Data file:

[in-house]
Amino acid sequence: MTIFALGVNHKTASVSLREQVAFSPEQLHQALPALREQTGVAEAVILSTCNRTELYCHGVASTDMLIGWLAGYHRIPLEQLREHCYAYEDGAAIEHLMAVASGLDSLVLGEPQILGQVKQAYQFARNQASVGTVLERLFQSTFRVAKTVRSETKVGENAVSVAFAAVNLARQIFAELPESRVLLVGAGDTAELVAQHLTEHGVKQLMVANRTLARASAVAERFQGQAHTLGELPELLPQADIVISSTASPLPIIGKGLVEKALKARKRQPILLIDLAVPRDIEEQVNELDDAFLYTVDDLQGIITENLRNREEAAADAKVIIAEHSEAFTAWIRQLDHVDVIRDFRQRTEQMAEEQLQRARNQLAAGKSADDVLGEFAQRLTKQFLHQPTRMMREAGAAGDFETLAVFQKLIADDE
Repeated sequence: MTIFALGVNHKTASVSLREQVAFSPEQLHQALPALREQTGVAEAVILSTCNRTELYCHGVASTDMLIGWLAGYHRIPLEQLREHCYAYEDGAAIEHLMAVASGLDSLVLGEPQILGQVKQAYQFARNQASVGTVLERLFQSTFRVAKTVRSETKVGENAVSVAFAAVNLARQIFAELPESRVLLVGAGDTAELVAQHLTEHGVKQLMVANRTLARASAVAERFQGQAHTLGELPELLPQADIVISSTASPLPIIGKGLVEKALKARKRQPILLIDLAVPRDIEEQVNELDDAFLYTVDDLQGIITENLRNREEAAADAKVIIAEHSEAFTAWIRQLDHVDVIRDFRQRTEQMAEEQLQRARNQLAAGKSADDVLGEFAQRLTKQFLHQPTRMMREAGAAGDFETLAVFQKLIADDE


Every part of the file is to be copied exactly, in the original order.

[in-house]
Amino acid sequence: MTIFALGVNHKTASVSLREQVAFSPEQLHQALPALREQTGVAEAVILSTCNRTELYCHGVASTDMLIGWLAGYHRIPLEQLREHCYAYEDGAAIEHLMAVASGLDSLVLGEPQILGQVKQAYQFARNQASVGTVLERLFQSTFRVAKTVRSETKVGENAVSVAFAAVNLARQIFAELPESRVLLVGAGDTAELVAQHLTEHGVKQLMVANRTLARASAVAERFQGQAHTLGELPELLPQADIVISSTASPLPIIGKGLVEKALKARKRQPILLIDLAVPRDIEEQVNELDDAFLYTVDDLQGIITENLRNREEAAADAKVIIAEHSEAFTAWIRQLDHVDVIRDFRQRTEQMAEEQLQRARNQLAAGKSADDVLGEFAQRLTKQFLHQPTRMMREAGAAGDFETLAVFQKLIADDE
Repeated sequence: MTIFALGVNHKTASVSLREQVAFSPEQLHQALPALREQTGVAEAVILSTCNRTELYCHGVASTDMLIGWLAGYHRIPLEQLREHCYAYEDGAAIEHLMAVASGLDSLVLGEPQILGQVKQAYQFARNQASVGTVLERLFQSTFRVAKTVRSETKVGENAVSVAFAAVNLARQIFAELPESRVLLVGAGDTAELVAQHLTEHGVKQLMVANRTLARASAVAERFQGQAHTLGELPELLPQADIVISSTASPLPIIGKGLVEKALKARKRQPILLIDLAVPRDIEEQVNELDDAFLYTVDDLQGIITENLRNREEAAADAKVIIAEHSEAFTAWIRQLDHVDVIRDFRQRTEQMAEEQLQRARNQLAAGKSADDVLGEFAQRLTKQFLHQPTRMMREAGAAGDFETLAVFQKLIADDE